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Noga Vardi, Shanti R Tummala, Marie E Fina, Junling Wang, Sergei S Nikonov, Adrian Leu, Stephanie Sterling, Anna Kashina, Dawei Dong; Prolonged light adaptation reduces the expression levels of RGS proteins at the dendritic tips of rod bipolar cells. Invest. Ophthalmol. Vis. Sci. 2018;59(9):2998.
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© ARVO (1962-2015); The Authors (2016-present)
The mammalian visual system functions over a range of light intensities several orders of magnitudes apart. Vision in this large dynamic range is enabled by numerous adaptation mechanisms at different time scales in every step of retinal processing. Long-term adaptation (over a span of hours) has been studied in photoreceptors and ganglion cells, but little is known about this long-term adaptation in bipolar cells. Here we studied the effect of prolonged light adaptation on the expression level of the Regulators of G-protein Signaling (RGS) proteins that are essential for the light sensitivity of the rod bipolar cells.
To determine if such adaptation alters expression of RGS proteins, we immunostained dark- and light-adapted retinas, and then quantified and compared the protein levels in rod bipolar dendritic tips. To determine the electrophysiological effect of light adaptation in rod bipolar cells, we performed electroretinograms (ERG) in live mice adapted for at least 3 hours either in dark or to average “cage light” (around 30 lux). We then estimated rod bipolar cells’ response sensitivity as the ratio of the a-wave sensitivity to that of the b-wave sensitivity.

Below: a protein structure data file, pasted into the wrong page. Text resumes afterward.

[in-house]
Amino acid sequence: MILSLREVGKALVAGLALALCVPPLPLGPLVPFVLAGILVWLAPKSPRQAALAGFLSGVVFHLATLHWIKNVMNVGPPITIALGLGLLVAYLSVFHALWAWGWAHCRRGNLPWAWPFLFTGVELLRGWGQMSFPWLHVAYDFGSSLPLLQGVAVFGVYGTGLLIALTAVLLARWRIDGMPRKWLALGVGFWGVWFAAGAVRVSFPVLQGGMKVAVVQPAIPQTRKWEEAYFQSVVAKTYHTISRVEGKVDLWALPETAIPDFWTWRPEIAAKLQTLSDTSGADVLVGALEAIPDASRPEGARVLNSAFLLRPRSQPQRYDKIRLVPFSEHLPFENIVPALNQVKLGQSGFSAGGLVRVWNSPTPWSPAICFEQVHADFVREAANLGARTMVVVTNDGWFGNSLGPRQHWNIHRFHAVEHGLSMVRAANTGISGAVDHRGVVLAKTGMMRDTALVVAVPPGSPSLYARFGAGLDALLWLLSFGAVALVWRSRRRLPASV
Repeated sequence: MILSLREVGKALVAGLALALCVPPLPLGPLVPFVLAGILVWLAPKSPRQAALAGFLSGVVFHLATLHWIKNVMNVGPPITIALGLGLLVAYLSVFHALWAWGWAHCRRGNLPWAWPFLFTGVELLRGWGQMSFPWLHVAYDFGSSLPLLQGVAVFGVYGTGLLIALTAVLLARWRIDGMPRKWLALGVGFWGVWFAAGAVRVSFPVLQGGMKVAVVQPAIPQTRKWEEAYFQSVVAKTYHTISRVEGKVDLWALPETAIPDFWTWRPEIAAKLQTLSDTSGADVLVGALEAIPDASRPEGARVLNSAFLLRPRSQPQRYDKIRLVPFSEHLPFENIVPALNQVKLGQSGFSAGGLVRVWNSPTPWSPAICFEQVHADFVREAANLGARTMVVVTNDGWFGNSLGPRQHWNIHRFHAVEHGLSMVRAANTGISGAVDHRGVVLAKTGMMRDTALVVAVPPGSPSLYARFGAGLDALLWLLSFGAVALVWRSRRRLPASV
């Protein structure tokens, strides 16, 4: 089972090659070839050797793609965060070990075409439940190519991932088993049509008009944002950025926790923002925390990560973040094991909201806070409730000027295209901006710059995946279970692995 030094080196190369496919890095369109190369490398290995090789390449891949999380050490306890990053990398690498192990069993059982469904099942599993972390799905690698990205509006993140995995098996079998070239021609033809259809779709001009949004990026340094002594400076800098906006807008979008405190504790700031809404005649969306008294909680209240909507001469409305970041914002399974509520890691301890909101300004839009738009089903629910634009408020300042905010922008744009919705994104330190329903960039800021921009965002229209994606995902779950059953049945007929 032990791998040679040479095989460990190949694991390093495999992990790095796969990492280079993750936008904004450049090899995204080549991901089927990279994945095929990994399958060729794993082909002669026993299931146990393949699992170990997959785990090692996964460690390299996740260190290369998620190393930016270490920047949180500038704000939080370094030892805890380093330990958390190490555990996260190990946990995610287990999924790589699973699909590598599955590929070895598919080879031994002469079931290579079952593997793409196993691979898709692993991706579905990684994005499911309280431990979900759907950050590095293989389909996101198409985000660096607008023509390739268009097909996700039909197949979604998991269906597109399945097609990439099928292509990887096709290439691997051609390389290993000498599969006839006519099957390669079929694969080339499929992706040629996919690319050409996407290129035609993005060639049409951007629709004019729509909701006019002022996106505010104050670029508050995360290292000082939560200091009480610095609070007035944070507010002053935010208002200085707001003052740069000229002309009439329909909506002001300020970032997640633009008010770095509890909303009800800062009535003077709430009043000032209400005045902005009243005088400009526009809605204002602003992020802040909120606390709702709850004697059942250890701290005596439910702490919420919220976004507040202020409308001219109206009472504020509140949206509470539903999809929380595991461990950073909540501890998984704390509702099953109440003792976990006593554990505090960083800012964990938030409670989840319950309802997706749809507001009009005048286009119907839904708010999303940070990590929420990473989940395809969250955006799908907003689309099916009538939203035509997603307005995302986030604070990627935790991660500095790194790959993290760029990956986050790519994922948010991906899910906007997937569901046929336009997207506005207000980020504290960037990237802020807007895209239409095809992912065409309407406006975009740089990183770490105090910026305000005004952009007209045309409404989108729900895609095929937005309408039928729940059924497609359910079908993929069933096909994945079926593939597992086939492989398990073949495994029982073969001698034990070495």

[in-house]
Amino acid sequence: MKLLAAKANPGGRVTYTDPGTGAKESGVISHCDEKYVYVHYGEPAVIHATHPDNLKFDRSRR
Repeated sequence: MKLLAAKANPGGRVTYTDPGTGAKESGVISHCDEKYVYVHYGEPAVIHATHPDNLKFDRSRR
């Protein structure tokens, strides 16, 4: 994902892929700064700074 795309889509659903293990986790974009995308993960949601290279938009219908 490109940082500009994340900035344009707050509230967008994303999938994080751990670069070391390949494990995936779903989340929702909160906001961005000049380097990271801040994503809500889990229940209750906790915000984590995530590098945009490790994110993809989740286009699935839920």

Analyzing the ERG, we found that after light adaptation, the rod bipolar cells’ sensitivity decreased to 20 percent of dark adapted cells. Immunostaining for RGS7 and RGS11 showed that punctate staining of rod bipolar dendritic tips in light adapted retinas was 30 to 40 percent less than in dark-adapted retinas. To determine if the reduced staining in the dendritic tips involves protein degradation, we tested a mouse model lacking Ate1 (arginyltransferase 1, an enzyme that is required for ubiquitin-dependent degradation of RGS7 in neurons), and found no significant difference of RGS7 levels between light- and dark-adapted retinas of the knockout mice.
In rod bipolar cells, the decrease of RGS proteins is correlated with a decrease in response sensitivity after prolonged light adaptation, and it likely represents a mechanism for long-term gain control of the G-protein signaling. We suggest that under light adaptation, at least part of the decrease of RGS proteins is due to degradation, while under dark adaptation, RGS proteins are stabilized by the elevated rate of G-protein activation.
This is an abstract that was submitted for the 2018 ARVO Annual Meeting, held in Honolulu, Hawaii, April 29 - May 3, 2018.
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